Volunteering at the Animal Shelter
I volunteer regularly at a local animal shelter. After I retired I was looking for a way to give back to the community (without spending a lot of money) and I pictured spending sunny days walking happy, grateful, well-behaved dogs. Doing good deeds, getting exercise, and being appreciated - what could be better?
The reality turned out to be somewhat different. In our County the Humane Society gets first dibs at animals that are being relinquished, the County gets the rest. Among the overflow are dogs that are mixed breeds, strays, sick, old, mistreated, neglected and untrained (or mis-trained). Sometimes people who relinquish will not tell you all the dog's bad habits ("Do you think we should tell them he ate the mailman?" "No, then he might not get adopted.").
Still, there are many wonderful dogs there, but as a volunteer you have to approach each dog you want to interact with as if he or she was not one of the wonderful ones. You learn to listen to the dog, try to read his or her body language, and read any notes that other volunteers have left ("Loves to play in kiddy pool. Stand back!") . If the dog has health or behavior problems you fill out forms to be left for the appropriate staff. You have to accept that dogs have natural functions.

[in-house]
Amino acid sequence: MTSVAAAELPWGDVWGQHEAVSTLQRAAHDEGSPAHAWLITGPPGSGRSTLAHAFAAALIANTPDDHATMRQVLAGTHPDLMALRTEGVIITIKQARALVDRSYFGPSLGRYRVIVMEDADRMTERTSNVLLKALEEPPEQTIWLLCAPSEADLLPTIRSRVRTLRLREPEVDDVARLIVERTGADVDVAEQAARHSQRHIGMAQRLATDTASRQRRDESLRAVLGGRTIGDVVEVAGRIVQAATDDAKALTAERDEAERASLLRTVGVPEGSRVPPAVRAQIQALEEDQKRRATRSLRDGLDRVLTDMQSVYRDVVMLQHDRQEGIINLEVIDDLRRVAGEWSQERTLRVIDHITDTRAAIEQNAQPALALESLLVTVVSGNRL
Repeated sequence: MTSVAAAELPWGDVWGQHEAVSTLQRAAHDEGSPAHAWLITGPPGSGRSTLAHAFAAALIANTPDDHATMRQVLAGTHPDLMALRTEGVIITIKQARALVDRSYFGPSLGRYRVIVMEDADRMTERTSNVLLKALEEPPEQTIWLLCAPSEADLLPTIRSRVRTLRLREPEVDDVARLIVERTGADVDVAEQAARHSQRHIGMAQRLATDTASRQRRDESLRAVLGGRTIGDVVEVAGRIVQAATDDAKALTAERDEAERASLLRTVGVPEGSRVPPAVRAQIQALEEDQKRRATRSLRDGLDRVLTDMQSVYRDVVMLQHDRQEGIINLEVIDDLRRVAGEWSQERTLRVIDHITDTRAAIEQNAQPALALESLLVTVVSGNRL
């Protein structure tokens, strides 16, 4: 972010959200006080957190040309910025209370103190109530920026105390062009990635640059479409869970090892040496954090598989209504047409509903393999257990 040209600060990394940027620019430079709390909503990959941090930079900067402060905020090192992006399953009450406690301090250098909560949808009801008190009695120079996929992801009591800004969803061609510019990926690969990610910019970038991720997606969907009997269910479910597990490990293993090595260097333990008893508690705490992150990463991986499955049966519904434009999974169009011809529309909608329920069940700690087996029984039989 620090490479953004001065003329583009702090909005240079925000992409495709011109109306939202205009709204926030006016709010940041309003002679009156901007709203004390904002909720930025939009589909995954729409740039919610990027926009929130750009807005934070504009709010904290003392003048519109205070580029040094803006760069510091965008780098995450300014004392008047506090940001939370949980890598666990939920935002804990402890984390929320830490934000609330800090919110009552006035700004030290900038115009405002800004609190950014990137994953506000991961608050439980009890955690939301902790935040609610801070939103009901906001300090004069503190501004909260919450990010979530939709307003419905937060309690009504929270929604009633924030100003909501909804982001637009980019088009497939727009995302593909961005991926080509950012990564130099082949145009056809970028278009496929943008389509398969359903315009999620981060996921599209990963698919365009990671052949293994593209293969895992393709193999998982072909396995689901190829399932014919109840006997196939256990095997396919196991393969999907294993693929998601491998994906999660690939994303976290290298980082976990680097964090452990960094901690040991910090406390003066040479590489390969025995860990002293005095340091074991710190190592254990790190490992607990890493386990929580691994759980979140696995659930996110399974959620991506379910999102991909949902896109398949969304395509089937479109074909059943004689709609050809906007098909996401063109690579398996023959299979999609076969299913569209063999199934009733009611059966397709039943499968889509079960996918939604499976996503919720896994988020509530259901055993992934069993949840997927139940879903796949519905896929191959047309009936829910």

So a volunteer at the Shelter does more than walking in the sunshine with a dog at heel. We are there to remind the dogs that they are not part of a feral pack of dogs, that they can be part of a human pack. We keep them from going stir-crazy. We reassure the timid ones and try to calm down the jumpy ones. We socialize them. If a dog has been house-trained we give him a potty break. If not, we help clean the kennels (bleeeeeh!)
Still, I find nothing more rewarding than seeing a dog who had been cowering in the corner of the cage coming forward eager for a walk, or finding that some barky dog has learned to be quiet, or when a dog that has never looked back learns to walk on a leash. These changes are not something I alone did, they are because of the actions of hundreds of volunteers. Some of my fellow volunteers are saints. Unfortunately, there are never enough volunteers - there are often dogs at the end of the day who haven't been walked or socialized.
Go volunteer at your local animal shelter!
San Diego County Animal Shelter Volunteer Information (Of course, there are thousands of other volunteer opportunities - you'll have to google them.
The problem with a lot of pitbulls is humans - humans who have bred some of them for aggression, and humans who have mis-trained some of them or not trained them at all. A pitbull is a powerful animal, and if he grows up not learning basic commands then you are stuck with a large dog that does pretty much what he wants. If you put an untrained adult Pitbull on a leash you might well find yourself half-way down the block leaving twin skidmarks where your heels have tried to dig into the dirt.
Having said that, some of the nicest animals I have run into are Pitbulls - they can be happy, playful, and eager to please. There are bad ones, too, that have been trained to attack. Please consider giving one of the nice ones a home.
Note: the closest I have come to being bitten was when a chihuahua attacked my pantleg, frustrated because he couldn't get at another chihuahua who had looked at him funny.
San Diego Pit Bull Rescue